Hamas members are ‘‘ants,’’ declared Yasser Arafat, the father and long-time leader of the Palestinian national movement, during a private speech in 1990. Its cadre, he went on, should cower in their holes lest they be crushed by Arafat’s Fatah forces. Arafat’s swagger seemed justified. Fatah had ruled the roost for decades, and after Hamas emerged in December 1987 as the first intifada erupted, the Islamist organization was on the ropes. After a few unimpressive attacks, Israel had quickly arrested over 1,000 Hamas members, including its top leadership. In 1989, less than three percent of Palestinians in Gaza, where Hamas would later prove strongest, supported the organization. Journalist Zaki Chehab claimed Hamas’ military wing only had twenty machine guns as the intifada wound down. Fatah, it seemed, would remain the dominant force in the Palestinian National Movement.
Just over twenty-five years later, Hamas has turned the tables, becoming the de facto government of Gaza and threatening to surpass Fatah as the voice of the Palestinian people. Regardless of which dimension of success you look at recognition from Arab and Muslim states, relations with Israel, and most importantly its position vis-a-vis Fatah/Hamas is emerging triumphant. Israel, the United States, and the international community must recognize the ugly truth: Hamas is winning, and it may be too late to reverse this trend.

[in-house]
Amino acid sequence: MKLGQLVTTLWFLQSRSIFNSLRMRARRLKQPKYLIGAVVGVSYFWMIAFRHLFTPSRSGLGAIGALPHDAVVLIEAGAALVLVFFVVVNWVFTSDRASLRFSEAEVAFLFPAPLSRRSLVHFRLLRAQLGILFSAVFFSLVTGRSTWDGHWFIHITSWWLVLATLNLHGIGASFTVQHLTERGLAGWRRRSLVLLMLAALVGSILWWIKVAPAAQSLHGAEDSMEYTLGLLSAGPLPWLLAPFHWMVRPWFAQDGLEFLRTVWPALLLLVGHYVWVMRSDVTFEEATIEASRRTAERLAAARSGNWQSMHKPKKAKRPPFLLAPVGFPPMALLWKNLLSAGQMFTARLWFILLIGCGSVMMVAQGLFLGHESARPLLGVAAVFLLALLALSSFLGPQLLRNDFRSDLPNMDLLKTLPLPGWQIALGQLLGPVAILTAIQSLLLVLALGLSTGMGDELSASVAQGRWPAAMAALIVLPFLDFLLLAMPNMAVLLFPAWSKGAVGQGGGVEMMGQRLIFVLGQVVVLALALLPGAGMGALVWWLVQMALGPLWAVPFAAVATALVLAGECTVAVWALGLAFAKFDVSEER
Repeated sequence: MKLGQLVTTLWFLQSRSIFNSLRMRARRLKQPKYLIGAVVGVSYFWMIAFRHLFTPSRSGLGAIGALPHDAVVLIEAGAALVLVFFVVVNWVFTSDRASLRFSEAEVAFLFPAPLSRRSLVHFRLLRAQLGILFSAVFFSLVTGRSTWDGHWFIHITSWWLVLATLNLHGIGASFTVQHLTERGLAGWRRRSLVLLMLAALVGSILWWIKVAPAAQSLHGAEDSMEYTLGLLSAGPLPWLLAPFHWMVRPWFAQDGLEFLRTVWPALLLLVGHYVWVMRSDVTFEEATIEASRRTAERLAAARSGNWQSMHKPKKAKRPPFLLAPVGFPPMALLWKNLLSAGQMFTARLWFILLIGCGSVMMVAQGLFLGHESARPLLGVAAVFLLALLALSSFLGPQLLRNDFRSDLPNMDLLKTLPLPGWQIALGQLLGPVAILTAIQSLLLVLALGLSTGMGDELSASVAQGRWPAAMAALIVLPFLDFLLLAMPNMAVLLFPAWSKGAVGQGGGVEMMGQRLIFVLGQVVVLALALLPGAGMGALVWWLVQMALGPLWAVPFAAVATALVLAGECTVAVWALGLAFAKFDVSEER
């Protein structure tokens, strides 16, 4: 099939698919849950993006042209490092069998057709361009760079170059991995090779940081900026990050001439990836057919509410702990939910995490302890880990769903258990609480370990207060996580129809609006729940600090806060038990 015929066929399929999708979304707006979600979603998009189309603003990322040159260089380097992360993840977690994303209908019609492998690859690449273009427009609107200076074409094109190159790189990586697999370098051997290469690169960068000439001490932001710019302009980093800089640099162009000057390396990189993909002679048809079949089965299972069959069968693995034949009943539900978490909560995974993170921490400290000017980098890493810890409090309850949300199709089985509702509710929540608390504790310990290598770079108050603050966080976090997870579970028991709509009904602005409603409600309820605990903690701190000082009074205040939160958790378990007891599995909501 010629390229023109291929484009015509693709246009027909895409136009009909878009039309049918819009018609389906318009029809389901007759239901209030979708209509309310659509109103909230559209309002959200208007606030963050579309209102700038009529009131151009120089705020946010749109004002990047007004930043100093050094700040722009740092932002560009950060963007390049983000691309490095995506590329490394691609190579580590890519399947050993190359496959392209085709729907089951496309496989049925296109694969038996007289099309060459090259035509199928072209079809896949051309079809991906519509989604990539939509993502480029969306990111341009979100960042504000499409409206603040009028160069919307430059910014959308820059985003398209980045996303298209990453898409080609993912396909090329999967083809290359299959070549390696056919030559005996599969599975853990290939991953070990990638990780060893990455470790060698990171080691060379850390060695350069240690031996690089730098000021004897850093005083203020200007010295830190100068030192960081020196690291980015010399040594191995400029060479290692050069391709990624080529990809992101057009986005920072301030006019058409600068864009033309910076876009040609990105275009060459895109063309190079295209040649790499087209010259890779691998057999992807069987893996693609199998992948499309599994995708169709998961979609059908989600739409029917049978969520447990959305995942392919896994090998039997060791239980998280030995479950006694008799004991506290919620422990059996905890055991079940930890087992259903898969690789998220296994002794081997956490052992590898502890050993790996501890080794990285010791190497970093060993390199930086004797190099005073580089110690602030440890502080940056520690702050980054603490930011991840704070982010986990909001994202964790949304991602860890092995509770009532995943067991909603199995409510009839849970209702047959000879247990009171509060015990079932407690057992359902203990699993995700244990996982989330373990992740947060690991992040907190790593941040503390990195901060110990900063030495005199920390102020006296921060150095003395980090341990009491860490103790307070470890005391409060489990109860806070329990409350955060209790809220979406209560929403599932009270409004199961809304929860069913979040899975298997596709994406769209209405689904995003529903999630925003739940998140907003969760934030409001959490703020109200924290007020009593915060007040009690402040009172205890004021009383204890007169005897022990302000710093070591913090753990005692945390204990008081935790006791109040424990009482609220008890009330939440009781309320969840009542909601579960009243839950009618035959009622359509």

[The resignation of assistant secretary of state for European and Eurasian affairs Wess Mitchell] is surprising news, which seems to have caught everyone off guard. He doesn’t appear to have shared this news with his ambassadors, who were in Washington last week for a global chiefs of mission conference. His deputy is also slated to retire soon, which raises question of near term leadership on European policy at a time of challenges there.
[Wess] Mitchell was a strong supporter of NATO, particularly in Eastern Europe where he will be sorely missed. His departure comes follows the resignation of senior Pentagon officials – Robert Karem and Tom Goffus – working on NATO along with Secretary Mattis. Without this pro-alliance caucus, NATO is now more vulnerable than at any time since the beginning of the Trump administration.